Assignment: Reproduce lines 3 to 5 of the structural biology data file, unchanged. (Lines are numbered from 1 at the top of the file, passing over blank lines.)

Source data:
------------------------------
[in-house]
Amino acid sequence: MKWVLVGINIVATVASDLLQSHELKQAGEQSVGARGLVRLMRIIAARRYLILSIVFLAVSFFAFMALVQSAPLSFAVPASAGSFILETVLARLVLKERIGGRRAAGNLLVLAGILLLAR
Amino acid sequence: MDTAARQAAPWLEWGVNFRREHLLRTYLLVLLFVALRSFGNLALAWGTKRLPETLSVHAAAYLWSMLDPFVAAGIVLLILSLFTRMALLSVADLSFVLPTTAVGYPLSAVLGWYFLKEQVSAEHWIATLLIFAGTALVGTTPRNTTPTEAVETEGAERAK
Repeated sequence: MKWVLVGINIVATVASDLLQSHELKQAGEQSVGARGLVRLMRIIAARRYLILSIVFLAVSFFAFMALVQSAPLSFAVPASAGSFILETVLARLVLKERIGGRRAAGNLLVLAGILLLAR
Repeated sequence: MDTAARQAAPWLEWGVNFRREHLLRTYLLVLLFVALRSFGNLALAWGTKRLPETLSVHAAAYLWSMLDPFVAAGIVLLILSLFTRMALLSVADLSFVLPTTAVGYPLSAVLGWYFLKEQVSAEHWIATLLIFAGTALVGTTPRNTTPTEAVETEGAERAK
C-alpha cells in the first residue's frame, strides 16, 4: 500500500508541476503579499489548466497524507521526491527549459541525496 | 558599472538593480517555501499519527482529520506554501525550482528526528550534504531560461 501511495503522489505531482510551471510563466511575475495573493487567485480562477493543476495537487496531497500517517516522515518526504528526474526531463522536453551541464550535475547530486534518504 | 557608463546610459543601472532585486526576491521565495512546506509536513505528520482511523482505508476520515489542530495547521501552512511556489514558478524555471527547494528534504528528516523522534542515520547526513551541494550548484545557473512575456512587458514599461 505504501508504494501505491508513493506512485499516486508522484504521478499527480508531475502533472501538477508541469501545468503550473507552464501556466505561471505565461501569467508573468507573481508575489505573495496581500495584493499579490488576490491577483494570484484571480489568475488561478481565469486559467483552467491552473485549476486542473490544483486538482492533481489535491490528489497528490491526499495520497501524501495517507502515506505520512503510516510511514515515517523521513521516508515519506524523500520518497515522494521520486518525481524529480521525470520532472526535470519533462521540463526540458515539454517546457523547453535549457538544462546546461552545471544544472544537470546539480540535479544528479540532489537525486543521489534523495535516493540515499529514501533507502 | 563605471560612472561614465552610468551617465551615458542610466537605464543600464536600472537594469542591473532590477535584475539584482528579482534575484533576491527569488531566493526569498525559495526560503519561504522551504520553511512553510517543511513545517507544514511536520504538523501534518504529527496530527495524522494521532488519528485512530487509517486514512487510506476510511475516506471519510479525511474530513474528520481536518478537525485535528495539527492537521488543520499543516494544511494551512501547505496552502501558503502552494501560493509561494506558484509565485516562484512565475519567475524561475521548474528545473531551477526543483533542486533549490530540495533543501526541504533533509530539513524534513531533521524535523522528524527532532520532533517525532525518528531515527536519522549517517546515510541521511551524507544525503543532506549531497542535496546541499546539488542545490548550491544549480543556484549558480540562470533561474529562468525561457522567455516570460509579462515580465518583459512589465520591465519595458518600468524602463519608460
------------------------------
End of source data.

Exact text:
Amino acid sequence: MDTAARQAAPWLEWGVNFRREHLLRTYLLVLLFVALRSFGNLALAWGTKRLPETLSVHAAAYLWSMLDPFVAAGIVLLILSLFTRMALLSVADLSFVLPTTAVGYPLSAVLGWYFLKEQVSAEHWIATLLIFAGTALVGTTPRNTTPTEAVETEGAERAK
Repeated sequence: MKWVLVGINIVATVASDLLQSHELKQAGEQSVGARGLVRLMRIIAARRYLILSIVFLAVSFFAFMALVQSAPLSFAVPASAGSFILETVLARLVLKERIGGRRAAGNLLVLAGILLLAR
Repeated sequence: MDTAARQAAPWLEWGVNFRREHLLRTYLLVLLFVALRSFGNLALAWGTKRLPETLSVHAAAYLWSMLDPFVAAGIVLLILSLFTRMALLSVADLSFVLPTTAVGYPLSAVLGWYFLKEQVSAEHWIATLLIFAGTALVGTTPRNTTPTEAVETEGAERAK